The Biden administration is convening a United States-Africa summit in Washington this week after having announced a new strategy for the continent in the summer. Now comes the hard part: restoring lost trust and credibility in their relationship which suffered terribly under the Trump administration.
The new scramble for Africa is part of President Joe Biden’s effort to shore up dwindling American influence in various parts of the world from Latin America to the Indo-Pacific through Africa and the Middle East, where other powers, notably its nemesis, China, are making considerable inroads, economically and strategically.
Beijing’s success in Africa has been of particular annoyance to Washington. During the past 20 years, China has grown its influence on the continent at the expense of all Western powers, including the former colonial powers, Britain and France. The latter’s neocolonial project, Francafrique, has also suffered setbacks in recent years in Mali, the Central African Republic and the broader Sahel region because of Russia strengthening its presence. Other countries such as Togo, Gabon and Rwanda — once a part of the French sphere of influence — have chosen to align themselves more with Britain or China in recent years.
China’s direct state involvement in Africa, through loans and mega infrastructural and technological projects — from ports to power stations — has made it harder for others like the United States to compete.
The investment fervour may cool off as more governments struggle with paying back their loans following the pandemic — creating the risk of a Chinese takeover of their national assets like ports and airports. But despite COVID-19 and its related supply-chain challenges, bilateral trade between China and Africa had in fact risen by 35 percent from 2020 to $254bn in 2021, due mainly to Chinese exports.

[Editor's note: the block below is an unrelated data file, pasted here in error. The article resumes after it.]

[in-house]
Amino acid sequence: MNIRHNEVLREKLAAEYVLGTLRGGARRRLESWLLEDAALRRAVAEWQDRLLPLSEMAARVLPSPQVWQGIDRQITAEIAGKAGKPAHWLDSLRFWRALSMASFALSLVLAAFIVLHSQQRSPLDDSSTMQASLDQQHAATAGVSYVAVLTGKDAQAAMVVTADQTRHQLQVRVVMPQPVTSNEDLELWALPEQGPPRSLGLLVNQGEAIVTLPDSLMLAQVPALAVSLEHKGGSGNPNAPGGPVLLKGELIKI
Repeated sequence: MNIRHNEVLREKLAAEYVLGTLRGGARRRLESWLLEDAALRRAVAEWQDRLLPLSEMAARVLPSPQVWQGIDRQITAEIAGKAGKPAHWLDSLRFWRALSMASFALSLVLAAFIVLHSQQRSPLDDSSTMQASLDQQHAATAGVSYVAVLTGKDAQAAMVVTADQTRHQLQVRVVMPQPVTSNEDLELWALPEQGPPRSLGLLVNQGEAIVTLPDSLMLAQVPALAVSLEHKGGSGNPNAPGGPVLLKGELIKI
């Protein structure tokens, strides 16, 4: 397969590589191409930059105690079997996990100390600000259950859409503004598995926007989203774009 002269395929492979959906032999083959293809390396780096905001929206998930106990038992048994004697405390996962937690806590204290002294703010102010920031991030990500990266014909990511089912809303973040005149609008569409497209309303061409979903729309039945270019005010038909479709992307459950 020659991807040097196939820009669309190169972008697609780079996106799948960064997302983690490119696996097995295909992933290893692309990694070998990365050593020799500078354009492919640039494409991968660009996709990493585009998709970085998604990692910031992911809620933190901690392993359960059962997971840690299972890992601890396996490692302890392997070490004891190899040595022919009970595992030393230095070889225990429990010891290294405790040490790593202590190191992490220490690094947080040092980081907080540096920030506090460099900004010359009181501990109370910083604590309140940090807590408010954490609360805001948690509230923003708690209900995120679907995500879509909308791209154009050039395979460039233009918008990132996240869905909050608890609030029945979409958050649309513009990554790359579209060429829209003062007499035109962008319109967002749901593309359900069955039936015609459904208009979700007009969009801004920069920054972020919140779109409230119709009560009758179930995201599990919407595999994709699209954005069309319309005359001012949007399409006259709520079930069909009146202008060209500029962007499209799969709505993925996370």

To make headway, China has prioritised development over democracy and human rights, which suits authoritarian regimes, but undermines Biden’s agenda, as one coup d’état after another has plagued the continent over the past two years.
After the coup in Mali in 2020, there was a failed coup attempt in Niger in March 2021, and then a successful one in Chad in April. Guinea followed in September and Sudan in October 2021. UN Secretary-General Antonio Guterres called it “an epidemic of coup d’états.”
Let me be clear. The US is no beacon of human rights. Far from it. Indeed, the US has long prioritised geopolitics over human rights and continues to place its interests above its proclaimed values. Still, today’s democratic backslide on the continent does not serve American, let alone African interests.
Good governance is paramount for any good to come out of the continent’s bargaining with rich and powerful foreigners, or for any good to trickle down to those who need it most. Besides, why let the Biden administration off the hook when it could be held accountable for its commitments to strengthening human rights globally?
If Biden needed a wake-up call, it may have come earlier this year when, following the Russian invasion of Ukraine, the US failed to enlist the support of African nations at the UN, where they represent more than a quarter of the General Assembly’s members.
When voting on a draft resolution to freeze Russia’s membership at the UN Human Rights Council, only 10 out of 54 African nations voted in favour, nine voted against, and the rest either abstained or did not show up for the vote. Worse, South Africa, among America’s leading partners on the continent, championed the abstention drive.